Oh, hey. Hi. How are you? Good, good. Me? Well, it’s been kind of a rough couple weeks. Got this letter from the IRS about my 2007 return. Seems they’d like me to take 10% of my vacation time so I can be “interviewed” about my business practices and take a look at my books from two years ago. Yes, the books from the business that closed. Because it lost so much money. That’s the one. At least the organizational effort of pulling together all my files and receipts and ledgers will give me a chance to dig out all the outstanding forms sent by various local business authorities and finally get around to officially informing them of my store’s demise. Maybe then they’ll stop sending me a $19 bill for the sign every year – oh wait, they know I’m closed, and they keep billing me anyway because the letters are still affixed to the empty storefront. That seems worth the administrative effort, doesn’t it?
What kills me is that the audit isn’t even about my reported losses or anything that potentially controversial. It’s some minor clerical stuff that is apparently wired to trigger red flags if improperly or inadequately described. Thanks, TurboTax! Way to tell me that was optional! I don’t begrudge the auditor for doing her job, but I have to admit, I hope she feels a little silly when she sees all the year’s info laid out in front of her. Especially when she gets to the part where I reported a loss from armed robbery, and I can casually mention, “Oh, yeah, that was from when I got held up. When I was pregnant.” A robbery that occurred, by the way, because all I did 98% of the time was sit alone in that store waiting for a customer. The guy who cleared my cash register had been wandering in there for ten minutes before demanding the money. He could have hung out another hour and there still wouldn’t have been a witness.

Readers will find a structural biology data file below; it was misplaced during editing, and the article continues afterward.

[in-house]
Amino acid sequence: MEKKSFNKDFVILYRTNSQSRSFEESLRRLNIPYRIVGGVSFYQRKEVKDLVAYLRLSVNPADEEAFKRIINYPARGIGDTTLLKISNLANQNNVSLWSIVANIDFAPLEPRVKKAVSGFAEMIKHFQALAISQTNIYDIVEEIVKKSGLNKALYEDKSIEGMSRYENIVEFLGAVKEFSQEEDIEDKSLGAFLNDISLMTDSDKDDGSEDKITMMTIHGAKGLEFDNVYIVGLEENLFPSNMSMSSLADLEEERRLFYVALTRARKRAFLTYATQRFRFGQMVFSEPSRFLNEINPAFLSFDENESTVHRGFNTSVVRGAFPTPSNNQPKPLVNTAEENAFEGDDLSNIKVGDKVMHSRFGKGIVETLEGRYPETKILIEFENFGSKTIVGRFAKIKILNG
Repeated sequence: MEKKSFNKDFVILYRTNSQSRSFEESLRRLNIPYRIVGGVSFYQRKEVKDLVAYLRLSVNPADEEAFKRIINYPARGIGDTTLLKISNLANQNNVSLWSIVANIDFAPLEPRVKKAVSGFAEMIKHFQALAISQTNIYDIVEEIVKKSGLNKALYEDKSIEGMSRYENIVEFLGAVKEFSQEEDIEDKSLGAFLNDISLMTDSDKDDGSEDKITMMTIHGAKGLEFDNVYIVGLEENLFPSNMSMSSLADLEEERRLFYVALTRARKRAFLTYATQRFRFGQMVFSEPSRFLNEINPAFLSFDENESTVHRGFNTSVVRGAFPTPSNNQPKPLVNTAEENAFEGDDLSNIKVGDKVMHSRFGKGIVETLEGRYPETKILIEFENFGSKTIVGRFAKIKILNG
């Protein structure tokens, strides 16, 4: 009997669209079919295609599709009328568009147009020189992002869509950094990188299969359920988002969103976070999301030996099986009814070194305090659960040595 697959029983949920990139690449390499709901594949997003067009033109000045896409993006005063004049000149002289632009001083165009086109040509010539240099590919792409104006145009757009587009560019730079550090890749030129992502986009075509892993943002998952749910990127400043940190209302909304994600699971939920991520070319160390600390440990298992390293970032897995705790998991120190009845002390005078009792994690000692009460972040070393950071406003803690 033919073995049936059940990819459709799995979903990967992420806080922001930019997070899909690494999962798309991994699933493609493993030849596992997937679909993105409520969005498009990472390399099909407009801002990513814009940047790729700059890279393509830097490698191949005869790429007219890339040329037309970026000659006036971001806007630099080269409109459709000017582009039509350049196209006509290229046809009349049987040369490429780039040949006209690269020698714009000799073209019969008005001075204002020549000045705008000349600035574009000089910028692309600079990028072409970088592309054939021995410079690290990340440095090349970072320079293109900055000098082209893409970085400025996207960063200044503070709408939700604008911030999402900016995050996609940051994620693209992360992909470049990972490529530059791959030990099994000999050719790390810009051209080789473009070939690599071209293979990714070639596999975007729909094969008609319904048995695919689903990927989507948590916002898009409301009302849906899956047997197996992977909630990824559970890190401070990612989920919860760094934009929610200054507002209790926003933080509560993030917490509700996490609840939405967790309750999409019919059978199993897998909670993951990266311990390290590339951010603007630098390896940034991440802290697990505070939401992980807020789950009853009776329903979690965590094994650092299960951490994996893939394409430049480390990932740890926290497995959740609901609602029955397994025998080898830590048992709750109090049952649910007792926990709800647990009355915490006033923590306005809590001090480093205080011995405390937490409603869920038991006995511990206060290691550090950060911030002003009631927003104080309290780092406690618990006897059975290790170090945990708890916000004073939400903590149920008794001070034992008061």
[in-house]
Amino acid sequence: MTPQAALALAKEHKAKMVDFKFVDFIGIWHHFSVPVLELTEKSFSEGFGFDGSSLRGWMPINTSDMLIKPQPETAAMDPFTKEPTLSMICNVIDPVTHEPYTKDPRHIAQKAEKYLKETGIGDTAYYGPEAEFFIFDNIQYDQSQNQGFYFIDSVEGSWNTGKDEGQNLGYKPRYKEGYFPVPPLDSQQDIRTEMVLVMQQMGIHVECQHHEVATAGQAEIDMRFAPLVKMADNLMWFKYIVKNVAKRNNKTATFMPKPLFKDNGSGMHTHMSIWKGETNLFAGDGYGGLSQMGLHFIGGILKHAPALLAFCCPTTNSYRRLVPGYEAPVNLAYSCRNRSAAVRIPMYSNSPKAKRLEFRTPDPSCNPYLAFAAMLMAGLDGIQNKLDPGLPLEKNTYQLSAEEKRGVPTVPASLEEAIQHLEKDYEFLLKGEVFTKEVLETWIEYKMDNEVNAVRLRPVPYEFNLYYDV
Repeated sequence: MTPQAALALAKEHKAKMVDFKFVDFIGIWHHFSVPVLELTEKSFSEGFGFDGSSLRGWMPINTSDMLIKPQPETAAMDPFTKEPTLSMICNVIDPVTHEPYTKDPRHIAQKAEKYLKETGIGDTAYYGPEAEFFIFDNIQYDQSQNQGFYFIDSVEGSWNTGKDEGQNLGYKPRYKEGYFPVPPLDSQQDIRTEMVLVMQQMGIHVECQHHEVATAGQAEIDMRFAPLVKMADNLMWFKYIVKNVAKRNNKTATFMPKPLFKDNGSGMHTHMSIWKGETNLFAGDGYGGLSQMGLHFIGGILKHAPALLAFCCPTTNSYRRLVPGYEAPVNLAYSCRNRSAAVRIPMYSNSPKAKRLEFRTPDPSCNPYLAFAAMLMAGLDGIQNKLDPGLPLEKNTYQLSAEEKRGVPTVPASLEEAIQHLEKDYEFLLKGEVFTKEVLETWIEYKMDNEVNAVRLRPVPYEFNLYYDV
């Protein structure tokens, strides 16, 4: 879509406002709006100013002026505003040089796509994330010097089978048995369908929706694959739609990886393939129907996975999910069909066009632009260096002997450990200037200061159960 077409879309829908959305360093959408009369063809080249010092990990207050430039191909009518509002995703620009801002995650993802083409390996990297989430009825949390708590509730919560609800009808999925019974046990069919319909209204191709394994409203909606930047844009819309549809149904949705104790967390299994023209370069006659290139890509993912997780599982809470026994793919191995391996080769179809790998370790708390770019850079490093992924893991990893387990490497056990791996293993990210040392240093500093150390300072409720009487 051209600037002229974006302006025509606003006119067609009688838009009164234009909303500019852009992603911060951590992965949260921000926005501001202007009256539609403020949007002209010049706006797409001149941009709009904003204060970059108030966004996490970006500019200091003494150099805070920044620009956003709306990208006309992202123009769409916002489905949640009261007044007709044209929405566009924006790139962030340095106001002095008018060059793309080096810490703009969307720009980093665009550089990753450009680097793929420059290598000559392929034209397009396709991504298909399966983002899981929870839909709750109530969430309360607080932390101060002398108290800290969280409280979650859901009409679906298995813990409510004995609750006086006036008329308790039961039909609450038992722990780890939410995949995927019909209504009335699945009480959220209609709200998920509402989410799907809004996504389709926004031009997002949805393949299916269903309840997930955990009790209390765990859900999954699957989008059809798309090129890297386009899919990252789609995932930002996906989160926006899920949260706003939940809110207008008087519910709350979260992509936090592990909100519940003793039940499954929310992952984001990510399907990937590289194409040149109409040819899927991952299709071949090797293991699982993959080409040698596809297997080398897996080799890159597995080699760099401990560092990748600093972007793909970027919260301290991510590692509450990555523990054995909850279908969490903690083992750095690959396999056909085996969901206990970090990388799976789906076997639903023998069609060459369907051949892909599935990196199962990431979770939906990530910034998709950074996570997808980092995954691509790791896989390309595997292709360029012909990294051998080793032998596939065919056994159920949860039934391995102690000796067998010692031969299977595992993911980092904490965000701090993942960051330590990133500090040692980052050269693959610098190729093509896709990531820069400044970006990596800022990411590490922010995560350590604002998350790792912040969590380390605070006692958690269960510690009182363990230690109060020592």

After I called the auditor and she described the process, she mailed out a list of documents that she’d like to review. I got it, read it, and then flipped it over for the part requesting unicorn whiskers and fairy snot, because I’d be just as likely to have those handy as the paperwork she’s expecting. I already told her that the business is closed, and that I had been the primary, and often only, employee, but I guess it’s going to take looking at my meager spreadsheets and register tape reports for her to fully comprehend the tiny scope of the operation.
In the meantime, I’m going to continue hearing the constant mental white noise of small business ownership stress, the noise I hoped would stop when I closed the doors last June but which keeps buzzing out of envelopes with official seals on the front.
So, um, what else is new?